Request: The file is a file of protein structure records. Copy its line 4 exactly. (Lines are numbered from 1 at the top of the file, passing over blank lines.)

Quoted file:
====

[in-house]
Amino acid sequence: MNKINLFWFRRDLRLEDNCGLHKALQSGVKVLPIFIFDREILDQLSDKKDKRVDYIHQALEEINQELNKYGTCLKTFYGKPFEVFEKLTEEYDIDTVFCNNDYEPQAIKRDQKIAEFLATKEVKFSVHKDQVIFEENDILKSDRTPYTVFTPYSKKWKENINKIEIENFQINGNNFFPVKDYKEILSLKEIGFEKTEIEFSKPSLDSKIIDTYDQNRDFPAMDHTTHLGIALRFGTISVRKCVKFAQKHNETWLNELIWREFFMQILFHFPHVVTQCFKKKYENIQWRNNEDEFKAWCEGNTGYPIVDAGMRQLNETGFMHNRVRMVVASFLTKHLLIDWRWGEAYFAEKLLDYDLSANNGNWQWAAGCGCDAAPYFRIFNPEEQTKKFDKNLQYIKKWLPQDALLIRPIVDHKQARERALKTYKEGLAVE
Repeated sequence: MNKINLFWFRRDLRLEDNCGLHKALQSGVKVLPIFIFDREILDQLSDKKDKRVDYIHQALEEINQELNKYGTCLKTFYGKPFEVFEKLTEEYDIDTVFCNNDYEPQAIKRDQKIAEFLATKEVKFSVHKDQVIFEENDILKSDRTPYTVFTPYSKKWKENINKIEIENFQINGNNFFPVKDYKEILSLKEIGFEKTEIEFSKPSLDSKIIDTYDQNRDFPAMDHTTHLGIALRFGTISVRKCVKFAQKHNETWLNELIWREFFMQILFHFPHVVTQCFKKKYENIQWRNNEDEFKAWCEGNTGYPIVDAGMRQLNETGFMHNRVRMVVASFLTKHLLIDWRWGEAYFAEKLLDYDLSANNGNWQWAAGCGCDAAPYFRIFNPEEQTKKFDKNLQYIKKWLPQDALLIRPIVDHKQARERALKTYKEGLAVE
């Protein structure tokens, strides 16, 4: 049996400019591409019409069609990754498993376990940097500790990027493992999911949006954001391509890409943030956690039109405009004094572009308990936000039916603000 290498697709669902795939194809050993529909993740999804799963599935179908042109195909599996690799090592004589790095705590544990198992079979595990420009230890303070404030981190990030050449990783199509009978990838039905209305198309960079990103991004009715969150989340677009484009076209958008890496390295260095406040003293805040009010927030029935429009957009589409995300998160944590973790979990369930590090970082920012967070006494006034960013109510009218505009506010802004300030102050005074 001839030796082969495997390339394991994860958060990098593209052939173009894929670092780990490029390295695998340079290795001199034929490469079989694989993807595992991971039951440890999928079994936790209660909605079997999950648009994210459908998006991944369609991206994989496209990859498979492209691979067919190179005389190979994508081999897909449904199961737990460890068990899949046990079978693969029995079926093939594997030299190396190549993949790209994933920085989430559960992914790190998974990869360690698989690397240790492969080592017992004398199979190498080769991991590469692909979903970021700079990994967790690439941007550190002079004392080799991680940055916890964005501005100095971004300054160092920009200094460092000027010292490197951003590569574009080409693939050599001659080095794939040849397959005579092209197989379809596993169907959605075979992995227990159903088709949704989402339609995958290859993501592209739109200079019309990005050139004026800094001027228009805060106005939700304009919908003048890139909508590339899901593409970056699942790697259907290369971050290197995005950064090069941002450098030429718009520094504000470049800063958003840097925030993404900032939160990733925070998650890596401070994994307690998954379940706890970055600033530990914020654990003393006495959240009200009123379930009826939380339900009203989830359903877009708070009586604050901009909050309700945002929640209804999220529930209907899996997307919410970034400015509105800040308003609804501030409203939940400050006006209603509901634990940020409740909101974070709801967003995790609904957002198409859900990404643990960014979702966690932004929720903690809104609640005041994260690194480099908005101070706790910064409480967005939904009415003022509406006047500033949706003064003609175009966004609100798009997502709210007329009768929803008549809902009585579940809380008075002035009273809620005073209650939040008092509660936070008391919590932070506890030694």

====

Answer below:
């Protein structure tokens, strides 16, 4: 049996400019591409019409069609990754498993376990940097500790990027493992999911949006954001391509890409943030956690039109405009004094572009308990936000039916603000 290498697709669902795939194809050993529909993740999804799963599935179908042109195909599996690799090592004589790095705590544990198992079979595990420009230890303070404030981190990030050449990783199509009978990838039905209305198309960079990103991004009715969150989340677009484009076209958008890496390295260095406040003293805040009010927030029935429009957009589409995300998160944590973790979990369930590090970082920012967070006494006034960013109510009218505009506010802004300030102050005074 001839030796082969495997390339394991994860958060990098593209052939173009894929670092780990490029390295695998340079290795001199034929490469079989694989993807595992991971039951440890999928079994936790209660909605079997999950648009994210459908998006991944369609991206994989496209990859498979492209691979067919190179005389190979994508081999897909449904199961737990460890068990899949046990079978693969029995079926093939594997030299190396190549993949790209994933920085989430559960992914790190998974990869360690698989690397240790492969080592017992004398199979190498080769991991590469692909979903970021700079990994967790690439941007550190002079004392080799991680940055916890964005501005100095971004300054160092920009200094460092000027010292490197951003590569574009080409693939050599001659080095794939040849397959005579092209197989379809596993169907959605075979992995227990159903088709949704989402339609995958290859993501592209739109200079019309990005050139004026800094001027228009805060106005939700304009919908003048890139909508590339899901593409970056699942790697259907290369971050290197995005950064090069941002450098030429718009520094504000470049800063958003840097925030993404900032939160990733925070998650890596401070994994307690998954379940706890970055600033530990914020654990003393006495959240009200009123379930009826939380339900009203989830359903877009708070009586604050901009909050309700945002929640209804999220529930209907899996997307919410970034400015509105800040308003609804501030409203939940400050006006209603509901634990940020409740909101974070709801967003995790609904957002198409859900990404643990960014979702966690932004929720903690809104609640005041994260690194480099908005101070706790910064409480967005939904009415003022509406006047500033949706003064003609175009966004609100798009997502709210007329009768929803008549809902009585579940809380008075002035009273809620005073209650939040008092509660936070008391919590932070506890030694």